Tuesday, July 19, 2011

The New 'Gang Of Six' Plan In The Senate - A Tax Increase With Minimal Spending Cuts

A great deal of noise is being made today about a new 'bipartisan compromise 'brewing in the Senate on the budget deal, sparked by some senators known as 'the Gang of Six'.

This group - Senators Kay Bailey Hutchison (R-Texas), Kent Conrad (D-N.D.), Mike Crapo (R-Idaho), Dick Durbin (D-Ill.), Saxby Chambliss (R-Ga.) and Mark Warner (D-Va.) came up with a compromise plan that involves two bills - a $500 billion spending cut now and a later reform bill that supposedly will generate an additional $3.2 trillion in deficit reduction in ten years. The later bill, of course is left vague and largely left up to congressional committees who are only required to meet specific savings targets, although it mandates an $80 billion defense cut and an $11 billion cut in agricultural spending that still protects food stamps.

Conrad said 74 percent of the plan’s deficit-reduction goal would come from spending cuts and 26 percent from 'higher revenues'. It's described by Democrats as a 'balanced' approach, which always means higher taxes to these people.

Here's the reality. The chief source of 'higher revenues' involves repealing the Alternative Minimum Tax, slowing or eliminating Social Security cost of living increases and closing some ill-defined 'loopholes'. The problem is that the plan also assumes that the Bush tax cuts, scheduled to disappear at the end of 2012 will stick around without actually mandating it. The bill says the finance committee is mandated to simplify the tax code to three tax brackets : of 8-12 percent, 14-22 percent and 23-29 percent, but that won't happen until the second bill is passed in the House and Senate and then reconciled. And there's no guarantee it will be. After all a bill like this, that leaves the details vague is going to take a long time to iron out and reconcile before it gets voted on. Meanwhile, the first bill can be shoved through the Senate without delay, with no guarantees that the second bill won't get stonewalled.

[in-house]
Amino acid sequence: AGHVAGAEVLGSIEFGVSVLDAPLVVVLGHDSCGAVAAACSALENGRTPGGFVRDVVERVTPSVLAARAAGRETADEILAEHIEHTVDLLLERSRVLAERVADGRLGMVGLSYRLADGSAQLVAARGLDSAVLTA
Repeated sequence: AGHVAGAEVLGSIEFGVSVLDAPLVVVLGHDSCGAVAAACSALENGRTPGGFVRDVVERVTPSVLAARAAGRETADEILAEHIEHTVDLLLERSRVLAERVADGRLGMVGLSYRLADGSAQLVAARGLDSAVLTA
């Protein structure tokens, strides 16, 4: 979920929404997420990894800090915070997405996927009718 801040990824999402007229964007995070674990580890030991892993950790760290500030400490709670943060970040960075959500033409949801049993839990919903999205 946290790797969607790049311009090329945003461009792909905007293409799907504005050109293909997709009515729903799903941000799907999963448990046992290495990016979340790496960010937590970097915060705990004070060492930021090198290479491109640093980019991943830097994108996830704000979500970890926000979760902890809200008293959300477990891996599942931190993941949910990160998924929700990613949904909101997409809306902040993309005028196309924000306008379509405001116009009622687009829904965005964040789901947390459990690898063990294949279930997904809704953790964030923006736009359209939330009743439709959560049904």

Not only that, but even if a second bill does get through the Senate the Democrats control the Senate, and all of the committees. They will write the tax and entitlement changes to suit themselves, and then look for a couple of Republican votes to push them through. And it then stands a good chance of dying in the GOP controlled House, which means it dies - an dPresident Obama gets another campaign talking point.

There's also nothing to stop President Obama from simply allowing the Bush tax cuts to die in 2012, when the election is over. Remember whom we're dealing with and that the president proposed exactly that as part of his 'grand bargain'. That translates into minimal spending cuts and an estimated $3 trillion tax hike, based on CBO numbers with the AMT being repealed and the Bush tax cuts expiring.

What the Gang of Six plan translates as is a GOP surrender. If it goes through the House and Senate, President Obama gets a victory he doesn't deserve, the way is clear for huge tax increases and the debt ceiling gets raised for a paltry $500 billion in spending cuts.

No wonder President Obama loves it.

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